AKH I and, less potently AKH II, accelerated spiking of DUM neurons (Fig. 5C). This was reflected by the increased steepness of the pacemaker slope, which was weaker with AKH II than with AKH I. The AKH I effect on pacemaking arises from the potentiation of a Ca2+ background current (Heine and Wicher 1998). The involved signal transduction mechanism includes activation of PLC (Wicher et al. 2004) and thus most probably reflects coupling of the AKH receptor to Gq. AKH I was clearly more efficient in up-regulating the Ca2+ background current than AKH II (Fig. 6, G–I).
The concentration dependencies of AKH effects on spiking were found to be in good accordance to the corresponding effects on ion currents. That is, the virtually identical dose-response of both AKHs on hyperpolarization corresponds to the dose-response for P/Q-type Ca2+ currents and Na+ current modulation, whereas the different dose-response for the acceleration of spiking and increase in pacemaker depolarization was mirrored by the different dose-response for Ca2+ background current increase.
We have thus shown that both the similarity and the difference of the neuronal effects of AKHs can be explained by a different capability to activate the receptor: AKH binding leads to receptor coupling to both Gs and Gq. While both AKHs have similar potency to stimulate activation of Gs, AKH II is less potent than AKH I in stimulating Gq activation (Fig. 1). There are various examples for promiscuous receptor coupling to G protein α subunits (Kiselyov et al. 2003), among them a Drosophila octopamine/tyramine receptor (Evans et al. 1995; Robb et al. 1994) and the mammalian GnRH receptor that is structurally related to the AKH receptor (Liu et al. 2002). gonadotropin releasing hormone (GnRH) I and II binding to the human GnRH receptor may differentially stabilize different receptor active conformations that leads to differential signaling (Lu et al. 2005).
Gq coupling of the Drosophila AKH receptor, dAKHR, has previously been shown using Xenopus oocytes (Park et al. 2002). The activity of AKHs in fat body cells involves the interaction of activated AKHRs with both, Gs and Gq: While Gs coupling is a precondition for lipid mobilization, carbohydrate mobilization requires coupling to Gq (Gäde and Auerswald 2003).
There is a remarkable difference in the EC50 values for the Gs- and Gq-mediated effects of AKH peptides. While the EC50 for the Gs-mediated increase in hyperpolarization by AKH I was 5 pM, it was 44 pM for the Gq-mediated acceleration of spiking (Fig. 5). A similar difference was observed for the effects of GnRH in hypothalamic GnRH neurons (Krsmanovic et al. 2003), where the increase in cAMP level caused by Gs activation was maximal at 1 nM GnRH and the rise in inositoltrisphosphate level caused by Gq activation required ≥10 nM GnRH and saturated at 1 μM GnRH.
AKH and locomotor activity
The regulation of energy balance including food acquisition is essential for survival of an animal. AKHs are known to stimulate energy mobilization on prolonged activity (Gäde et al. 1997). AKH producing and releasing CC cells in Drosophila sense the blood glucose level through ATP-sensitive K+ channels, i.e., by the same mechanism used by mammalian glucose-sensing cells (Kim and Rulifson 2004). An energy deficiency on starvation produced enhanced locomotor activity in Drosphila independently of the basal circadian activity (Lee and Park 2004). Such behavior seems to be a reasonable strategy to support the search for food sources.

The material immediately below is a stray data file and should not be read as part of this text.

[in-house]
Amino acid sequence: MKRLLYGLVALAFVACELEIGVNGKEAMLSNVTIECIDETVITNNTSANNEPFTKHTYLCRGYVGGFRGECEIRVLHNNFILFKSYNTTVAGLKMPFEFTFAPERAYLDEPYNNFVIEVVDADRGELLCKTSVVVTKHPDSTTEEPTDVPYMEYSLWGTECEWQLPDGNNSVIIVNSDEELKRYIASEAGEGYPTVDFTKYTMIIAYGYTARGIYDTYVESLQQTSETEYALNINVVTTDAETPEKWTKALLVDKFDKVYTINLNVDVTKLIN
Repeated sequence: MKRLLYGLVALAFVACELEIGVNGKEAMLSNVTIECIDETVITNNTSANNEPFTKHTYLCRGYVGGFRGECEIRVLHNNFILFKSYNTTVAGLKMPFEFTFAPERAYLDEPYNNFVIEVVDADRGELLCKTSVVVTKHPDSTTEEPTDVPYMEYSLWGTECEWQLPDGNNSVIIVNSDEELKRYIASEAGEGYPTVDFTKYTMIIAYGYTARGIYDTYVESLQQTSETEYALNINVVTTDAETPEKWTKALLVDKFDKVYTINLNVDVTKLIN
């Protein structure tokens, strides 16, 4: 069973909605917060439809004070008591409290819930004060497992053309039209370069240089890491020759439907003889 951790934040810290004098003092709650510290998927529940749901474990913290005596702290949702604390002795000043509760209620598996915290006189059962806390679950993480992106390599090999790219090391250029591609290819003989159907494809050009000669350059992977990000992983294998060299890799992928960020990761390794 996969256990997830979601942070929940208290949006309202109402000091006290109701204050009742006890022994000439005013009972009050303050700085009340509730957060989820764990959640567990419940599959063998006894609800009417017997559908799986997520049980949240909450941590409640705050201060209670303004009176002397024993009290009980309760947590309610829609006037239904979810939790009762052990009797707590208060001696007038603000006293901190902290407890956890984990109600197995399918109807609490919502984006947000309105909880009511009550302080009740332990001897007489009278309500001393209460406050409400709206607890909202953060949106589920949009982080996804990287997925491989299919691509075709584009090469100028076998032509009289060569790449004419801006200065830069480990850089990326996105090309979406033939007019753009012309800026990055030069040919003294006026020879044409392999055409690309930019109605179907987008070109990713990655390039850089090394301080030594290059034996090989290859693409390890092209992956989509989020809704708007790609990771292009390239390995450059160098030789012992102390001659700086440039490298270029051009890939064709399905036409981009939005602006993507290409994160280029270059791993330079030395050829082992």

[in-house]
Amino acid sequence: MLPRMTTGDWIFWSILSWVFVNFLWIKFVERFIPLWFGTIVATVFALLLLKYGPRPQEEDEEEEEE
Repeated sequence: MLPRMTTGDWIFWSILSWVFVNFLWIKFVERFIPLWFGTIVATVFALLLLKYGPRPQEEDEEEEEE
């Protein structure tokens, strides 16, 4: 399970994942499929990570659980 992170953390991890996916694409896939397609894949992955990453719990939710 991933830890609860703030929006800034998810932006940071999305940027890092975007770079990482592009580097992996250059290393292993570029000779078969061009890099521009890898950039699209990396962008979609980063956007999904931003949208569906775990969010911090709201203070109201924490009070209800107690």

While in Drosphila there is only one AKH, up to three AKH peptides with overlapping functions with respect to their metabolic action, i.e., lipid or carbohydrate mobilization, may occur in one insect species (Gäde and Auerswald 2003). Locusta AKH I, for example, is much more potent in lipid mobilization than AKH II and III (Goldsworthy et al. 1997). In Periplaneta, we found a clear difference between the behavioral effect of AKH I and II. While AKH I strongly stimulated locomotor activity, there was hardly any effect of AKH II. For comparison, both peptides equally mobilize carbohydrates (Scarborough et al. 1984). We thus propose that the two AKHs play different physiological roles. Only AKH I may function as a stress message and induces behavior on metabolic demand to support fight or flight.
That only AKH I effectively stimulates locomotor activity in the cockroach strikingly corresponds with its stronger potentiation of the pacemaking Ca2+ background current and its stronger effect on DUM cell spiking. Presently we do not know the chain of events from (in our case: artificial) a rise in blood AKH to the increased activity of locomotor pattern generator(s) (Büschges 2005). One possibility may be a direct AKH effect on such sets of neurons, and if so, one may assume that they exhibit a similar Ca2+ background current that is affected in a similar way by AKH I.
An alternative—which we consider more likely—is that an enhanced release of octopamine from DUM neurons feeds forward on “decision making” neurons endowed with appropriate octopamine receptors (Evans and Maqueira 2005). This possibility would be strengthened if one could show that most, if not all, DUM neurons are activated by AKH. The rise of the octopamine level in the hemolymph might take some time and thus account, in addition to the time required for AKH to approach the nervous system, for the long latency of the increase in motor activity. Also one has to take into account that octopamine can induce AKH release, e.g., during prolonged flight (Roeder 2005). This opens the possibility of a positive feedback: more AKH → more octopamine → more AKH → more octopamine and so on. In addition, one has to take into account that abdominal DUM neurons can be excited by octopamine, which would further drive such a positive feedback, yet not “indefinitely,” because that octopamine effect changes to an inhibitory one when the octopamine becomes very high (Achenbach et al. 1997).
Clearly, considerable further work is required to dissect and clarify the interdependence of such neuroendocrine mechanisms to understand the “simple” fact that AKH can lead to increased locomotion.
This work was supported by the Deutsche Forschungsgemeinschaft (Wi 1422/2–4.5).
The authors thank S. Arendt, S. Kaltofen, G. Radtke, A. Roβner, and A. Schmidt for technical assistance, Dr. M. Biel for the gift of hHCN2 DNA, and Dr. C. Walther for critical discussion of the manuscript.
↵1 The Supplementary Material for this article (four figures) is available online at http://jn.physiology.org/cgi/content/full/01007.2005/DC1.
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- Copyright © 2006 by the American Physiological Society